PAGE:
'Saving Jamaica Bay': Film Review

Courtesy of Daniel Hendrick
An eye-opening eco-doc.

Everyday New Yorkers push for public works with city-changing potential.

New Yorkers (understandably) love to boast about Central Park and its Brooklyn cousin, Prospect Park. But few know anything about the Jamaica Bay Wildlife Refuge, an urban oasis more than six times larger than both those green spaces combined. Exploring the history of this (literally) dumped-upon place and the increasingly urgent efforts to preserve it, David Sigal's Saving Jamaica Bay appeals on several fronts; though its theatrical potential doesn't extend much beyond regional bookings (Susan Sarandon's presence as narrator helps a bit), it has significant value in educational outlets and on TV.

Garbage Bay, some have called it: The vast Jamaica Bay has been the site of at least four landfills, polluting industrial sites no one else wanted, and secret Mob burials. One part of it was even used as a dumping ground for the city's dead horses. But its history also includes a stint as a waterfront vacation destination, and for generations, little Broad Channel Island has been home to a hardy stock of New Yorkers who, while officially living in Queens, boast the kind of outdoorsy lifestyles few others in the city can claim.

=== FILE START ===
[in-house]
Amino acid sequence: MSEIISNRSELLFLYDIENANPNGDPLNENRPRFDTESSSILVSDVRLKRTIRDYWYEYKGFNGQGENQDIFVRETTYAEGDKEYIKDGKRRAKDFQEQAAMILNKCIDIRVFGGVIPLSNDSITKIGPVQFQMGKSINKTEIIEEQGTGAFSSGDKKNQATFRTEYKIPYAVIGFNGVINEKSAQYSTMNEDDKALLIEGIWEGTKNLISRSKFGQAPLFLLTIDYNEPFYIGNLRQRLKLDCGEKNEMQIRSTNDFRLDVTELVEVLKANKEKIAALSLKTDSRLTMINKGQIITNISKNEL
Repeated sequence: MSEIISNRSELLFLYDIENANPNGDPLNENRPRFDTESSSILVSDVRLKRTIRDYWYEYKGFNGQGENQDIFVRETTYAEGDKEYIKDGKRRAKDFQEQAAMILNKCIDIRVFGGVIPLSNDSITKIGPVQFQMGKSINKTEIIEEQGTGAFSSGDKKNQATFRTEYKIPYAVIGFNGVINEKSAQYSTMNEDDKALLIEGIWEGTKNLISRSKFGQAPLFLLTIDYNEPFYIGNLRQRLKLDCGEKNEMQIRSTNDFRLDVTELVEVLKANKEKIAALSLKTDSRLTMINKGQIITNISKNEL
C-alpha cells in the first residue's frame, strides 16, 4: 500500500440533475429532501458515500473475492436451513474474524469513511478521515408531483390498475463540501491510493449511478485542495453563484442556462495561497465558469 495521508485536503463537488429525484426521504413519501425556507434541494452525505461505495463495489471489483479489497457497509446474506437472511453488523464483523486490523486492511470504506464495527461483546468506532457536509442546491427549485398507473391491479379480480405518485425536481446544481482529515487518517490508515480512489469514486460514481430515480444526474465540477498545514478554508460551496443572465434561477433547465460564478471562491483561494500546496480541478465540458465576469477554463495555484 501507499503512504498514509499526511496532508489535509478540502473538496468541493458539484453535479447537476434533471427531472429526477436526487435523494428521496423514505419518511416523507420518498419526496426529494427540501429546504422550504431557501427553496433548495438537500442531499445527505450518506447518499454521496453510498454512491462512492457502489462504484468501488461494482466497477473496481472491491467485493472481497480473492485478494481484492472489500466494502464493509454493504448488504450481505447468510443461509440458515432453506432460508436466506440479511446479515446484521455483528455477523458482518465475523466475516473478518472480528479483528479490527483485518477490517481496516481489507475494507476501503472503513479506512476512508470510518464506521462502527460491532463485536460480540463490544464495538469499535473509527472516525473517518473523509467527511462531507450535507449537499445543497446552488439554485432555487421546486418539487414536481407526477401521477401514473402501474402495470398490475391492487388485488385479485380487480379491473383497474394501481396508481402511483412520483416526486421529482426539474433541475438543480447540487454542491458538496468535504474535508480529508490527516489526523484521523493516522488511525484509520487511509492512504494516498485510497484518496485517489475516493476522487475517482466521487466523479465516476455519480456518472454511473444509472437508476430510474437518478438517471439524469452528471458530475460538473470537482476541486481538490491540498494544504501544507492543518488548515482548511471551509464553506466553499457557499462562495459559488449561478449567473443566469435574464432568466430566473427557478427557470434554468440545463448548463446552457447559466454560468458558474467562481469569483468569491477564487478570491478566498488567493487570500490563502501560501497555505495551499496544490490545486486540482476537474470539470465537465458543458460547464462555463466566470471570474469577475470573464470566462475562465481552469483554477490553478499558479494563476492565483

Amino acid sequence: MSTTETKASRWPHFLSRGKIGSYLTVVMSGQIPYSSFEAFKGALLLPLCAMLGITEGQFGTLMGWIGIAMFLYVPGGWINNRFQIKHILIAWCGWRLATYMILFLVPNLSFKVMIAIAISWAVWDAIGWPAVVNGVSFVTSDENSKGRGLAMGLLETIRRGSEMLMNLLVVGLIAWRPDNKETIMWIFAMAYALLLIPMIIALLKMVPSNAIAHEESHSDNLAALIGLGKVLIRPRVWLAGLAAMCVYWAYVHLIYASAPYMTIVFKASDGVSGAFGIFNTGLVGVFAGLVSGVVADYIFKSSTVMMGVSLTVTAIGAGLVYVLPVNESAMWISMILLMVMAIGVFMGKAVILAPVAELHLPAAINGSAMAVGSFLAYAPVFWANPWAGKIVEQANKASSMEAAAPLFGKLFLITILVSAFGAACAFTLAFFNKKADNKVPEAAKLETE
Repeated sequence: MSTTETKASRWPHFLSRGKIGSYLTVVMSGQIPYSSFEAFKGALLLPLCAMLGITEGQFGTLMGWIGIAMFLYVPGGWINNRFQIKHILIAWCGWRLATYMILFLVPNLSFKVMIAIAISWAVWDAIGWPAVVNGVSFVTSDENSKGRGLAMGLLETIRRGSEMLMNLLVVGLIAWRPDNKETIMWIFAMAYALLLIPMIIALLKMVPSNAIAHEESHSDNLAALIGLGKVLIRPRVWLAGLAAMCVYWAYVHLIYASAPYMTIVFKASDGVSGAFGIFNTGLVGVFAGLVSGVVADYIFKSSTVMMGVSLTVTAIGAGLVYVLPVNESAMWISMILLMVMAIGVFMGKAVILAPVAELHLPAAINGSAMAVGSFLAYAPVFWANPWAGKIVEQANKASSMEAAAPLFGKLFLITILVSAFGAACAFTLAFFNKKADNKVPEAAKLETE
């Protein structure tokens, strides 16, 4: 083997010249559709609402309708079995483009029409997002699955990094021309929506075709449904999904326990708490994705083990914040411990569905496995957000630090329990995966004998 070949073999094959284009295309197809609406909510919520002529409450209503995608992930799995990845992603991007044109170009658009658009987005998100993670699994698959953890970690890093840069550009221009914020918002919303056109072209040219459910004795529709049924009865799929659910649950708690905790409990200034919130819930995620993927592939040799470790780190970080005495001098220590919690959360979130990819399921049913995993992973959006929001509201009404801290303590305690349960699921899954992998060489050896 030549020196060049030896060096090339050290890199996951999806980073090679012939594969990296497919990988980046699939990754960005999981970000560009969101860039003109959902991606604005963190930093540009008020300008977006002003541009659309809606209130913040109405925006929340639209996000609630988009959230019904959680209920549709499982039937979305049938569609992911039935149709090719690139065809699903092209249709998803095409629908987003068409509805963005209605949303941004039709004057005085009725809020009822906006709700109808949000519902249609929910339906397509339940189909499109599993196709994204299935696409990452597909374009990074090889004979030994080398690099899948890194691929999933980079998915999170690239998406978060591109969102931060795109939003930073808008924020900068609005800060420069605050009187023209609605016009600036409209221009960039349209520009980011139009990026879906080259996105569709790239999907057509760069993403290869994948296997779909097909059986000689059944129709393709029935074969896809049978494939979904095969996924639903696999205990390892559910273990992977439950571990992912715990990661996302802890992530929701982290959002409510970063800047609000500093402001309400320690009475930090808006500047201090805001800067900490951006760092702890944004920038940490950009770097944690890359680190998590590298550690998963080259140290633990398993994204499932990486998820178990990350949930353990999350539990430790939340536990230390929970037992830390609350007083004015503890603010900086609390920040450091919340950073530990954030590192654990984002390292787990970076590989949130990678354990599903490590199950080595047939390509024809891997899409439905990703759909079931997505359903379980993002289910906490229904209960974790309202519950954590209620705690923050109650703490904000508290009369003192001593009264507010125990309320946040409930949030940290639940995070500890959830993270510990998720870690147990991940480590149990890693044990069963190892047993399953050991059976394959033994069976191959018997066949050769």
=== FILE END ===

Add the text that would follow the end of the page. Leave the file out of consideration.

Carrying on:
Sigal spends enjoyable time with three of them. For decades, Don Riepe has been part of efforts to clean up the habitat he says contains more species of wildlife than the Adirondack and Catskill mountains combined. He leads tours, takes nature photos (we see plenty of beautiful wildlife shots) and designs trails meant to introduce city folk into the place's unspoiled corners.

But when he needs "pit bulls" to deal with threats to the area, Riepe calls a father/son pair of career firemen, Dan Mundy Sr. and Jr. The Mundys' story proves to be an inspiring episode of grassroots activism: The self-taught environmentalists have, among other things, forced a recalcitrant Bloomberg administration into taking clean-up action here by threatening a lawsuit.

Sigal was on hand when Superstorm Sandy devastated this region, and in the aftermath, the Mundys' concern over maintaining weather-dampening marshlands was suddenly acknowledged to be a much more universal concern. The film introduces scientists and politicians looking for ways to reverse a century of neglect, maybe even to improve on the original. Assuming, that is, that nearby JFK airport doesn't just pave the whole bay over for new landing strips.

Venue: Queens World Film Fest
Production company: Grounded Truth Productions
Director: David Sigal
Screenwriter-producer: Daniel Hendrick
Editor: Trevor Laurence
Composer: Jonathan Sheffer

Not rated, 76 minutes

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